Michigan Tech is fortunate to have faculty and staff who are highly creative and are directing that creativity toward re-envisioning the student experience at Tech. I encourage you to check out their website (www.mtu.edu/ideahub) throughout the year as they tackle this challenge.

It’s still too early to tell where this will end up exactly, but after talking with the group, a bit of advice a mentor once gave me came to mind, “Tell me who is working the problem and I can tell you how it will end before it starts.” With this group of Michigan Tech faculty and staff leading the charge, I believe it will end up very well indeed.


President Koubek’s Fall Letter to Families:

Welcome class of 2023!

A Message to Families from President Koubek 

The following message is a written adaptation of a speech given to students and families by President Koubek at Michigan Tech’s first year student welcome night on August 24, 2019.  

“Good evening! First, pep band, I am a fan. Thank you. Second, welcome class of 2023. I can tell you that this week campus has been abuzz with excitement about you joining us today because we know the incredible talents you are going to bring to our campus. This incoming class has the highest academic credentials in the history of MTU. Congratulations! 

As you were comparing other universities with Michigan Tech during your college search, I am sure you came to realize just how special Michigan Tech is among the approximately 4,600 universities in the United States. Of the 4,600 new freshman classes engaging in orientation activities just as you are, Michigan Tech is one of two universities in the United States where you have your own ski hill. There is no other university that can lay claim to its very own Mushing team. Your university is the only one in the state of Michigan that has its own College of Computing. And, Michigan Tech is the only public university in the state with a varsity esports team. It’s by no accident that we have been ranked the safest college campus in America. And, lastly – I can suspect that no other university lets classes out early so students can build life-size ice sculptures in the middle of February. Truly, there is no other place like it.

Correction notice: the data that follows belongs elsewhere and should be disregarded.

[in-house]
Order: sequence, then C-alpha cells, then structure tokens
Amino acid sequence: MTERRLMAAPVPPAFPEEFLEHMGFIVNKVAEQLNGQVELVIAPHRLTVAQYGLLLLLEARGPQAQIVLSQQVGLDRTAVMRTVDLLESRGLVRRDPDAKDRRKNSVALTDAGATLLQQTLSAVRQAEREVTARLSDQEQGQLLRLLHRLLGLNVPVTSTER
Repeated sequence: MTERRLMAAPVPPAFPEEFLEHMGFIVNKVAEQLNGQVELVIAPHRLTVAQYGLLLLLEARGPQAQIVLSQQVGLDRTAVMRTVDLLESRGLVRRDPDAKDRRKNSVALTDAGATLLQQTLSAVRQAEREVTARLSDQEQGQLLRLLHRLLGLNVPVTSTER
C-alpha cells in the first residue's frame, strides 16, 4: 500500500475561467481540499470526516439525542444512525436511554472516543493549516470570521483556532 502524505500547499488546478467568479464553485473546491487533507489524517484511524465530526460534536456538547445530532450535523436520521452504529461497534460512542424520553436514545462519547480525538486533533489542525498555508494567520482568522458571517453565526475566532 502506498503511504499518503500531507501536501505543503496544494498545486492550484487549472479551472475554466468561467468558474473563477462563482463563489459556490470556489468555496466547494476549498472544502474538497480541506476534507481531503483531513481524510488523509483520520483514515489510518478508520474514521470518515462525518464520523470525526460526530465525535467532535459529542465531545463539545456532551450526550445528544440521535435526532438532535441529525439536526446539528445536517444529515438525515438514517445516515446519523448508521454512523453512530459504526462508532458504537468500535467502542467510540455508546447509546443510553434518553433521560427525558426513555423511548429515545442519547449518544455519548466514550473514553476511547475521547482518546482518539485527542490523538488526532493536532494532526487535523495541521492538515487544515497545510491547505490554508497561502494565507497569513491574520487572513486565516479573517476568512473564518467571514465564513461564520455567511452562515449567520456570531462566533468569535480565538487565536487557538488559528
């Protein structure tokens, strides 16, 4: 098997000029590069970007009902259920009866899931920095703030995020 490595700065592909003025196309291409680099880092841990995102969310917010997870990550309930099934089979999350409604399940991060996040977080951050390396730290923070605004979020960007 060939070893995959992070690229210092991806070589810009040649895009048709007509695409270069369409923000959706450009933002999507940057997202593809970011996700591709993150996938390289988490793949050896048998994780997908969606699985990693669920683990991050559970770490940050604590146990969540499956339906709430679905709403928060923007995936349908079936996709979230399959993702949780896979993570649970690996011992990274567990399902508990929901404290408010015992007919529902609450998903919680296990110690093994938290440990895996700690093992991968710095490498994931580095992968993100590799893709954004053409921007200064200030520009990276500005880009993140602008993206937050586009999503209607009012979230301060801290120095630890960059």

As mentioned, I’ve been the president of Michigan Tech for a year now. And you will find, like I did, that Michigan Tech is indeed a special place. I talked about the many things that I think are unique, but I will tell you what I believe to be the secret of success at our university. It is not what we are as an institution, but rather who we are. The people are what define our institution. You saw all of those people in yellow shirts today. Those folks came out and volunteered because they are excited for you to be here and they want to help you. What you are going to find at Michigan Tech is that our faculty, our staff, and our students are committed to your success in a special way.  

As I was preparing for tonight’s talk, a colleague asked, “So, are you going to give them the speech? You know…the look to your left, look to your right…only one of us will graduate speech.” 

I said, “Yes, but I am going to give the Michigan Tech version…which is look to your left, now look to your right…because we want all of you to be together at graduation four years from now.” And, that is what this institution is committed to do. That in four years all of you are sitting here again. Only this time, it’s to celebrate graduation. 

So, I have one request for you. 

That is to ask. Everyone here is oriented toward you succeeding. If you are having an issue with your roommate, ask. If you are not sure how to solve a math problem, ask. If you are missing home and need to talk to someone, ask. If you don’t know where a building is, ask. 

Please know our entire university is set up for you to succeed here. All you have to do is ask.” 


President Koubek’s Summer Letter to Families

Greetings and congratulations to our spring 2019 graduates and their families!  

With the spring semester, finals, graduation, and (hopefully) the snow behind us, I wanted to highlight a few examples of our faculty’s forward-leaning research, which includes projects such as:

  • Developing biometric clothing and artificial intelligence that will empower each of us to self-diagnose illnesses before real symptoms appear
  • Discovering techniques to diagnose the presence of cancer, as well as its type and malignancy, in less than two minutes